The following is an excerpt of an article by Juliann Garey, recently published in The New York Times. Garey is the author of the novel “Too Bright to Hear Too Loud to See” and a co-editor of “Voices of Bipolar Disorder: The Healing Companion.”
The first time it was an ear, nose and throat doctor. I had an emergency visit for an ear infection, which was causing a level of pain I hadn’t experienced since giving birth. He looked at the list of drugs I was taking for my bipolar disorder and closed my chart. “I don’t feel comfortable prescribing anything,” he said. “Not with everything else you’re on.” He said it was probably safe to take Tylenol and politely but firmly indicated it was time for me to go. The next day my eardrum ruptured and I was left with minor but permanent hearing loss.
I never knew it until I started poking around, but this particular kind of discriminatory doctoring has a name. It’s called “diagnostic overshadowing.” According to a review done by the Institute of Psychiatry at King’s College, London, it happens a lot. As a result, people with serious mental illness- including bipolar disorder, major depression, schizophrenia and schizoaffective disorder – end up with wrong diagnoses and are under-treated.
It’s little wonder that many people with a serious mental illness don’t seek medical attention when they need it. As a result, many of us end up in E.R’s – where doctors, confronted with an endless stream of drug addicts who come to their door looking for an easy fix – are often all too willing to equate mental illness with drug-seeking behavior and refuse to prescribe pain medication.
I should know: a few years ago I had a persistent migraine and after weeks trying to get an appointment with any of the handful of headache specialists in New York City, I broke down and went to the E.R. My husband filled out the paperwork and gave the nurse my list of drugs. The doctors finally agreed to give me something stronger than what my psychopharmacologist could prescribe for the pain and hooked me up to an IV. I lay there for hours wearing sunglasses to block out the fluorescent light, waiting for the pain relievers to kick in. But the headache continued. “They gave you saline and electrolytes,” my psychopharmacologist said later. “Welcome to being bipolar.”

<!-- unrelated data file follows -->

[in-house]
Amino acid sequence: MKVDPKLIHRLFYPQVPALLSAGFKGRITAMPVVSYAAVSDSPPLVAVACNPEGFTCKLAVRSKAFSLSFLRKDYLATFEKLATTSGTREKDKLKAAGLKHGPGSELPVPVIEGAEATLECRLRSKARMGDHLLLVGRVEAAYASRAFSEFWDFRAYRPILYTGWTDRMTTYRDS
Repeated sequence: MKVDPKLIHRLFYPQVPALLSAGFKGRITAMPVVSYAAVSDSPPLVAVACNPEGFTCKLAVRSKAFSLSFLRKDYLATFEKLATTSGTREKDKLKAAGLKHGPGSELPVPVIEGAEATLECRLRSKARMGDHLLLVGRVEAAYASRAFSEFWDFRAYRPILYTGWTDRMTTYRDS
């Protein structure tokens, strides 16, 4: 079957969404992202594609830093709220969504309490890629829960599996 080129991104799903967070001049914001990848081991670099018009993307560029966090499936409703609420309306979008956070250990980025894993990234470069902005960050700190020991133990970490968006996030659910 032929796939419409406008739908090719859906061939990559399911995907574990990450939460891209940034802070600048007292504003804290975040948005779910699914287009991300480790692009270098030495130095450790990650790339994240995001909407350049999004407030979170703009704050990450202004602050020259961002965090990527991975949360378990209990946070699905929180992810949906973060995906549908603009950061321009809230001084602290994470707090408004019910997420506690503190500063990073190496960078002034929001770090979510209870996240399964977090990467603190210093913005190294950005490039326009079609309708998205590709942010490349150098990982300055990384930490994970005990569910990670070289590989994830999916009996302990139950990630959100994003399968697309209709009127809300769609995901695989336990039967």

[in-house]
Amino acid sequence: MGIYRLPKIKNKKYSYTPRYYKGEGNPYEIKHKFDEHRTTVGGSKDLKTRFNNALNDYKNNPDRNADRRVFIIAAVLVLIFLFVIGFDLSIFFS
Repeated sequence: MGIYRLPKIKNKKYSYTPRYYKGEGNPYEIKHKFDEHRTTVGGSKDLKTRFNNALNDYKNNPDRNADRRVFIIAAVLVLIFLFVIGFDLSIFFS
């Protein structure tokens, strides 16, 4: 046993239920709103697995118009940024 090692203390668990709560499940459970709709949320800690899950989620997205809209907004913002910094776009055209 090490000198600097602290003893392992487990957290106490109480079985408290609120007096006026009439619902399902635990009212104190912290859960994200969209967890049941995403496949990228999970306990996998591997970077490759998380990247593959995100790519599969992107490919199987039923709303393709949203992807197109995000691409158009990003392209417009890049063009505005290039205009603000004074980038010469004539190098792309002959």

The report also contains a list of policy recommendations, including designating patients with serious mental illnesses as a high-priority population; coordinating and integrating mental and physical health care for such people; education for health care workers and patients; and a quality-improvement process that supports increased access to physical health care and ensures appropriate prevention, screening and treatment services. Several major medical schools now have programs in the medical humanities, an emerging field that draws on diverse disciplines including the visual arts, humanities, music and science to make medical students think differently about their patients.
Perhaps the most notable of these efforts – and so far the only one of its kind – is the narrative medicine program at Columbia University Medical Center, which starts with the premise that there is a disconnect between health care and patients and that health care workers need to start listening to what their patients are telling them, and not just looking at what’s written on their charts.
We can only hope that humanizing programs like this one become a requirement for all health care workers. Maybe then “first, do no harm” will apply to everyone, even the mentally ill……. nytimes.com 8/11/13